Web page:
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As mentioned above prime parts are easily a giant part of the price. The hundred or more hours determines how nice the gun will balance and fire. There is a knack to tuning a lock and placing the trigger just right so the trigger pull is just right. I had an North Star trade gun in 24 ga built by Curley Gostomski. Both North star and Curley are long gone. The gun went off faster than my old Iver Johnson Champion 12 ga. It was extremely light for it's length and balanced so well, that it fell into place on the shoulder. Lost it in a fire. You can pay some builders and get an excellent in let gun, perhaps with a great finish, but still heavy and clunky. Other builders can put the parts in the absolute correct placement to each other and make a graceful well balanced gun. Getting everything right involves a hunt and evaluation of many different guns. In your trip to Dixon's get them to show you the key things to look for. A beautiful gun with a poor trigger fit is a terrible thing to hunt with. Make sure you look at more than just the pretty but also the function.
 

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Discussion Starter #18
Does anyone here have experience with Jedediah Starr kits? I'm also looking at the fowler kit from Track of the Wolf. They say it is easy. If anyone has experince wirh that id appreciate hearing about it.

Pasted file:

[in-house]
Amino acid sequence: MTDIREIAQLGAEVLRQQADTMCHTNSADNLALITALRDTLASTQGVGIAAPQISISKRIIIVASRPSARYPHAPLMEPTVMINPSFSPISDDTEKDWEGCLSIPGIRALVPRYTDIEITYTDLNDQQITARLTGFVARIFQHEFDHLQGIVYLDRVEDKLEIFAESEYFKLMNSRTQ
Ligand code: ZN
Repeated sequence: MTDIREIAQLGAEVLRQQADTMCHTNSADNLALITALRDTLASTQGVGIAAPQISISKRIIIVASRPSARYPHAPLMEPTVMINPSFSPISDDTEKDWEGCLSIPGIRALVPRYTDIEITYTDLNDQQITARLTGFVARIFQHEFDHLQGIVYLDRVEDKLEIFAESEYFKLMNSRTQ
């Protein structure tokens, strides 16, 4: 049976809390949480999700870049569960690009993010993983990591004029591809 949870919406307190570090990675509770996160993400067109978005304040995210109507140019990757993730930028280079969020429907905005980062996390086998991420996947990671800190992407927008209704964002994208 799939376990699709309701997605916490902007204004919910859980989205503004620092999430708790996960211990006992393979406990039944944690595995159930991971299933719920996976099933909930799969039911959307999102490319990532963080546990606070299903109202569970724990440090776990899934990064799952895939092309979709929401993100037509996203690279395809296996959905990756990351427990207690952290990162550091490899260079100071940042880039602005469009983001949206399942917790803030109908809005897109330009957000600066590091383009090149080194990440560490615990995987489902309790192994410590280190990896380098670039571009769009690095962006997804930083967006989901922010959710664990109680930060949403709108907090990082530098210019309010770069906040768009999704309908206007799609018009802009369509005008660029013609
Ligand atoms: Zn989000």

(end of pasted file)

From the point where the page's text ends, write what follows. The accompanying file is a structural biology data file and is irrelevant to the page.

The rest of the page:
Also, I'm really thinking 20 gauge but TOTW has a finished trade gun in 24 gauge. I just worry that it might be a little light for turkey.
 

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Discussion Starter #19
Thought I'd share that I just purchased a 62 gauge fowler today from a great fellow over on Muzzle loader Forum. He contacted me a few days ago with a Larry Cordray fowler that, to my novice eyes, seems great. Just adjusted the flint, cut new leather to hold it, and am getting great sparks. He tossed in a cows knee, small leather shot pouch, a small shooting bag he made, and a rigid leather belt pouch as well. Super nice guy, like most I've communicated with on this site. Now I need to get some range time in!
 

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Discussion Starter #20
That would be a 20 gauge, .62 caliber! Pretty sure I don't know what a 62 gauge is.